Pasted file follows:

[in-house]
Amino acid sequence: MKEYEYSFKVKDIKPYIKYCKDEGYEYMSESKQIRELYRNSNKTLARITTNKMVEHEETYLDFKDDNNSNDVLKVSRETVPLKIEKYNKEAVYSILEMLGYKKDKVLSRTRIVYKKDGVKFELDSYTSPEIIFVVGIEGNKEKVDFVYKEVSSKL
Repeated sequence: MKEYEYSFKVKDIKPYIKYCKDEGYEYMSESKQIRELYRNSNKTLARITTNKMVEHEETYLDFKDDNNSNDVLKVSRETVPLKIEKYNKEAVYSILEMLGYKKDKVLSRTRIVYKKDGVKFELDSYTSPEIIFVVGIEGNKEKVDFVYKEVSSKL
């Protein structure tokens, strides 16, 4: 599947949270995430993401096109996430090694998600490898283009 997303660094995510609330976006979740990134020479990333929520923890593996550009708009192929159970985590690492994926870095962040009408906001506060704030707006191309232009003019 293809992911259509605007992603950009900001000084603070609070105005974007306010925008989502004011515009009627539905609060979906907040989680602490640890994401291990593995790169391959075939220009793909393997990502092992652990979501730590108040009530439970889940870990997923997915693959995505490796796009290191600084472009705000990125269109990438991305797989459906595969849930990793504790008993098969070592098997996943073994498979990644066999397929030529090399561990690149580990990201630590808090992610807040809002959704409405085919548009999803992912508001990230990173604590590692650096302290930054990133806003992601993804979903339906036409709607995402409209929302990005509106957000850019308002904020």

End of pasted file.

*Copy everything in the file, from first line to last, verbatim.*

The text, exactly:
[in-house]
Amino acid sequence: MKEYEYSFKVKDIKPYIKYCKDEGYEYMSESKQIRELYRNSNKTLARITTNKMVEHEETYLDFKDDNNSNDVLKVSRETVPLKIEKYNKEAVYSILEMLGYKKDKVLSRTRIVYKKDGVKFELDSYTSPEIIFVVGIEGNKEKVDFVYKEVSSKL
Repeated sequence: MKEYEYSFKVKDIKPYIKYCKDEGYEYMSESKQIRELYRNSNKTLARITTNKMVEHEETYLDFKDDNNSNDVLKVSRETVPLKIEKYNKEAVYSILEMLGYKKDKVLSRTRIVYKKDGVKFELDSYTSPEIIFVVGIEGNKEKVDFVYKEVSSKL
């Protein structure tokens, strides 16, 4: 599947949270995430993401096109996430090694998600490898283009 997303660094995510609330976006979740990134020479990333929520923890593996550009708009192929159970985590690492994926870095962040009408906001506060704030707006191309232009003019 293809992911259509605007992603950009900001000084603070609070105005974007306010925008989502004011515009009627539905609060979906907040989680602490640890994401291990593995790169391959075939220009793909393997990502092992652990979501730590108040009530439970889940870990997923997915693959995505490796796009290191600084472009705000990125269109990438991305797989459906595969849930990793504790008993098969070592098997996943073994498979990644066999397929030529090399561990690149580990990201630590808090992610807040809002959704409405085919548009999803992912508001990230990173604590590692650096302290930054990133806003992601993804979903339906036409709607995402409209929302990005509106957000850019308002904020």